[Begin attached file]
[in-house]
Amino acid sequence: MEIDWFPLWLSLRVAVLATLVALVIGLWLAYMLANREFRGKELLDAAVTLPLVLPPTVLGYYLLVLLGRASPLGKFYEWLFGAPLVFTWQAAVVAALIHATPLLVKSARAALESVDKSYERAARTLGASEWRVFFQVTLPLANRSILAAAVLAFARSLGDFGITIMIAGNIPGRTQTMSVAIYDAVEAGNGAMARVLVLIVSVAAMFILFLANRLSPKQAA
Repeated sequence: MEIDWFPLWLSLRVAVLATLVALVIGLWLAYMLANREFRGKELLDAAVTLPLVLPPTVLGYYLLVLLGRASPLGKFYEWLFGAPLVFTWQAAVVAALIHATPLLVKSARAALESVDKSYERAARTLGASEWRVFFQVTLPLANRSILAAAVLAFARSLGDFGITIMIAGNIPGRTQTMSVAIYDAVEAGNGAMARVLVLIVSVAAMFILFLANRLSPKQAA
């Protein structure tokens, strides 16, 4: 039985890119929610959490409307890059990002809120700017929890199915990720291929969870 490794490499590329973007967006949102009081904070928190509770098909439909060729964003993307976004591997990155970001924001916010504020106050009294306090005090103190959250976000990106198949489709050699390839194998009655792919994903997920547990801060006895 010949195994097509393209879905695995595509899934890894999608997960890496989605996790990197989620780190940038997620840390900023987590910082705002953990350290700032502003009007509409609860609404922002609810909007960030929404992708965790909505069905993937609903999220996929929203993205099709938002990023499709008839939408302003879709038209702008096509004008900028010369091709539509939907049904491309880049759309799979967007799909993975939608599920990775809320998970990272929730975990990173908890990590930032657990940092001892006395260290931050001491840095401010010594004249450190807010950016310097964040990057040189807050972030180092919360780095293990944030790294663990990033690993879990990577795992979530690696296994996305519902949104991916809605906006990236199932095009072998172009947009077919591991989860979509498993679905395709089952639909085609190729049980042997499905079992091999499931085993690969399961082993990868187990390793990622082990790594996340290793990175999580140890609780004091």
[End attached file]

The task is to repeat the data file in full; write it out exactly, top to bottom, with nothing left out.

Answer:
[in-house]
Amino acid sequence: MEIDWFPLWLSLRVAVLATLVALVIGLWLAYMLANREFRGKELLDAAVTLPLVLPPTVLGYYLLVLLGRASPLGKFYEWLFGAPLVFTWQAAVVAALIHATPLLVKSARAALESVDKSYERAARTLGASEWRVFFQVTLPLANRSILAAAVLAFARSLGDFGITIMIAGNIPGRTQTMSVAIYDAVEAGNGAMARVLVLIVSVAAMFILFLANRLSPKQAA
Repeated sequence: MEIDWFPLWLSLRVAVLATLVALVIGLWLAYMLANREFRGKELLDAAVTLPLVLPPTVLGYYLLVLLGRASPLGKFYEWLFGAPLVFTWQAAVVAALIHATPLLVKSARAALESVDKSYERAARTLGASEWRVFFQVTLPLANRSILAAAVLAFARSLGDFGITIMIAGNIPGRTQTMSVAIYDAVEAGNGAMARVLVLIVSVAAMFILFLANRLSPKQAA
């Protein structure tokens, strides 16, 4: 039985890119929610959490409307890059990002809120700017929890199915990720291929969870 490794490499590329973007967006949102009081904070928190509770098909439909060729964003993307976004591997990155970001924001916010504020106050009294306090005090103190959250976000990106198949489709050699390839194998009655792919994903997920547990801060006895 010949195994097509393209879905695995595509899934890894999608997960890496989605996790990197989620780190940038997620840390900023987590910082705002953990350290700032502003009007509409609860609404922002609810909007960030929404992708965790909505069905993937609903999220996929929203993205099709938002990023499709008839939408302003879709038209702008096509004008900028010369091709539509939907049904491309880049759309799979967007799909993975939608599920990775809320998970990272929730975990990173908890990590930032657990940092001892006395260290931050001491840095401010010594004249450190807010950016310097964040990057040189807050972030180092919360780095293990944030790294663990990033690993879990990577795992979530690696296994996305519902949104991916809605906006990236199932095009072998172009947009077919591991989860979509498993679905395709089952639909085609190729049980042997499905079992091999499931085993690969399961082993990868187990390793990622082990790594996340290793990175999580140890609780004091």